I met Inaam Bacha and his wife Sumera in Thana City – a beautiful leafy town surrounded by beautiful mountains in Malakand District. It was inspirational to have a conversation with an...
I met Inaam Bacha and his wife Sumera in Thana City – a beautiful leafy town surrounded by beautiful mountains in Malakand District. It was inspirational to have a conversation with an educated, progressive and cultured couple in a faraway town.
Sumera is the first woman of the district to have obtained a driving license and can now drive across the city. Why it is a big deal in Malakand Division is something we will come back to a bit later.
I was there along with my wife and young daughter on a family vacation. We enjoyed the natural beauty of Malakand and Swat and met with many exceptional, ordinary people. No big names of politics and business, they have contributed immensely to their communities. They had fascinating stories to tell, of horror that was the Taliban takeover and of courage, determination and resistance in the face of reactionary militant groups who had imposed a reign of terror in 2008-09 on Malakand Division. I mention only one here and that too very briefly.
Our host was Comrade Fazal-e-Rabi – a well-known progressive political and social activist of the town. Known as Lal Da in his town, he survived a Taliban attempt on his life in 2009. He came under attack because he led a campaign against the reactionaries and refused to leave the town. His courage inspired others to stay and resist.
It is really tragic that mostly educated, cultured people of Swat and surrounding areas went through horrendous pain and a catastrophic experience at the hands of fanatics. The Pakistani state and ruling classes need to learn important lessons from that time to prevent it happening again anywhere in Pakistan. Ultimately, it is the ordinary people who paid the price of the mistakes made and flawed policies pursued by the ruling classes and the state.
Women and young girls in Malakand Division were the worst victims, the famous and courageous Malala being only one of them. The schools for girls were closed down, women came to be imprisoned in their homes with gender segregation having taken an extreme form. It could be a bit difficult for us to understand what it really takes for a woman to drive a car in a conservative society that was ruled by ultra-reactionaries not very long ago.
There is no legal restriction on female driving in Pakistan including in Khyber Pakhtunkhwa but few dare to drive in the face of conservative tribal and feudal traditions and social norms that prevent women from deciding what is right and what is wrong, what is good and what is bad for them even in matters of life and death for women. The state is no help, with its own laws and decrees imposing restrictions on women’s rights and seeking to determine and condition social behavior.
Sumera Inaam, a college teacher and mother of three beautiful daughters, decided to break with the norm and learn driving. She was encouraged and helped by her husband. But opposition too begins at home. Her in-laws opposed the idea but that did not affect her determination. For this she was brutally taunted and condemned as immoral. But, with the help of her progressive and enlightened husband she managed to become the first woman to get a proper driving license from the authority concerned.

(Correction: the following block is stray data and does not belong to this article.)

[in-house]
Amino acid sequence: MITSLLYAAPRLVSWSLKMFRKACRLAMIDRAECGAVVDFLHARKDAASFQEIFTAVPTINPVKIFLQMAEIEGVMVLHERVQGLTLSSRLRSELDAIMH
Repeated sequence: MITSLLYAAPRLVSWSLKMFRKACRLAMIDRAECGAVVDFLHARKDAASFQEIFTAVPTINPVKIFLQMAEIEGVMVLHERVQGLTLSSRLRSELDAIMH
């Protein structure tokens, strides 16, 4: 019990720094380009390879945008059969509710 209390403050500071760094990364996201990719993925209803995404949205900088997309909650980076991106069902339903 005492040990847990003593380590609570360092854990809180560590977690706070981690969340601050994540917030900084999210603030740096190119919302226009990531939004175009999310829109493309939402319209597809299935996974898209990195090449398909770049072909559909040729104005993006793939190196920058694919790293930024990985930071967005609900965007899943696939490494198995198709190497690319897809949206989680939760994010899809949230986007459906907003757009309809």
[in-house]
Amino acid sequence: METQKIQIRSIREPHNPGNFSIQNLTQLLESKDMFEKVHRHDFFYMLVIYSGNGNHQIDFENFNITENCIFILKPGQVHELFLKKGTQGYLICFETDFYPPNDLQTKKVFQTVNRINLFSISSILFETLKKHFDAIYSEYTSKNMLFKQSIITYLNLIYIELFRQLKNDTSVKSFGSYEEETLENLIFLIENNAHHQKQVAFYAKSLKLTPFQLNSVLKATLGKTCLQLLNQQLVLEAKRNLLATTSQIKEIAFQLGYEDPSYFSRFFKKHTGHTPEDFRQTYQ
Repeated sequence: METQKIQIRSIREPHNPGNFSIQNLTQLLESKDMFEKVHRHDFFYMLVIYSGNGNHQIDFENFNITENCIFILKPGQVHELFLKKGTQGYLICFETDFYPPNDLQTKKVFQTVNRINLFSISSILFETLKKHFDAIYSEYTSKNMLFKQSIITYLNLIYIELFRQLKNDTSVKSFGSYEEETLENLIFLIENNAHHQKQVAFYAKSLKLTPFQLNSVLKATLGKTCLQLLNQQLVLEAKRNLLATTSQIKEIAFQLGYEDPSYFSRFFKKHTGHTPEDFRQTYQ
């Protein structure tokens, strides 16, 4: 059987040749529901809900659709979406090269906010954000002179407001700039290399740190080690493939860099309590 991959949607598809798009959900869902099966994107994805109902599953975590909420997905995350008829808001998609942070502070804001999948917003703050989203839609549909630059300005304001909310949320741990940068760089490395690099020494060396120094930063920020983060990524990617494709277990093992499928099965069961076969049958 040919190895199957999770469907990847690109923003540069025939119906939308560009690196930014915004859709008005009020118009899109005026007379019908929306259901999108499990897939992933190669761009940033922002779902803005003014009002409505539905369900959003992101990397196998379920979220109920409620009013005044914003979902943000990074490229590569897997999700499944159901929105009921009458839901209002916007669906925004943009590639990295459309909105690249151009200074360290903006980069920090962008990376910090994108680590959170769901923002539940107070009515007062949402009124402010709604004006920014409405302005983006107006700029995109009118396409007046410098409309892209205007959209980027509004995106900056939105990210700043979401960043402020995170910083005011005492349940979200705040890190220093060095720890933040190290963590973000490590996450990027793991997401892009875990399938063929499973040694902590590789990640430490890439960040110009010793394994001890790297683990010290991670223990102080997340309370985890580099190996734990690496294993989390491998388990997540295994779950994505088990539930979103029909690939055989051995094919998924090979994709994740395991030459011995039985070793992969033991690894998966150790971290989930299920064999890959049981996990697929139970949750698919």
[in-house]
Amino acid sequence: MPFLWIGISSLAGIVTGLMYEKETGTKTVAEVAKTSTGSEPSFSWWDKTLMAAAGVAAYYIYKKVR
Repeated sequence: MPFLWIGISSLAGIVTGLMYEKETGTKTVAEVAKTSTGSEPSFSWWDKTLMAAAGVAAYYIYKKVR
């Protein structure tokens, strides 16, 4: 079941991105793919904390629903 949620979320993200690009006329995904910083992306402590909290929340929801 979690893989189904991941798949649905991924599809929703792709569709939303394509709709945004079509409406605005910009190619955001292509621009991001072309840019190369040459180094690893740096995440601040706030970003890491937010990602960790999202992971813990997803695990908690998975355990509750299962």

There are social situations where such ‘small’ achievements could be liberating.
She can move around freely now without being in the company of a stranger called a driver. She drives to her college where she teaches economics. She still faces unfriendly stares from conservative men and woman who consider it immoral and sinful for a woman to drive. While travelling with her, we practically learnt what she goes through every day. A male passerby, on seeing her in the driving seat, remarked that she was the cause of hot weather and scarce rain. Her ‘sin’ could stop the rains and raise the temperatures.
But there are also those women and men in the area who appreciate and laud her courage and passion. Not everyone there is a dyed in the wool conservative bent on opposing new ideas and attitude tooth and nail. But it does take courage and strength to challenge norms and codes that are now so many fetters upon life and movement. Sumera told us that it was one of the happiest days of her life when she took her mother to the doctor and later drove about the hospital area. Her mother, who opposed her learning to drive initially, is now happy to see her daughter have her way.
Initiative opens the gates for others to follow through. Already, another woman has applied for a driving license in Malakand District. Change may slowly have started to come. The KP government should take initiatives to encourage women to become economically active and play a more independent and assertive role. Educated and confident young women such as Sumera can become agents of change. The active participation of women in social, political and economic life can help build a more tolerant, inclusive, progressive and forward-looking society.
The writer is a freelance journalist.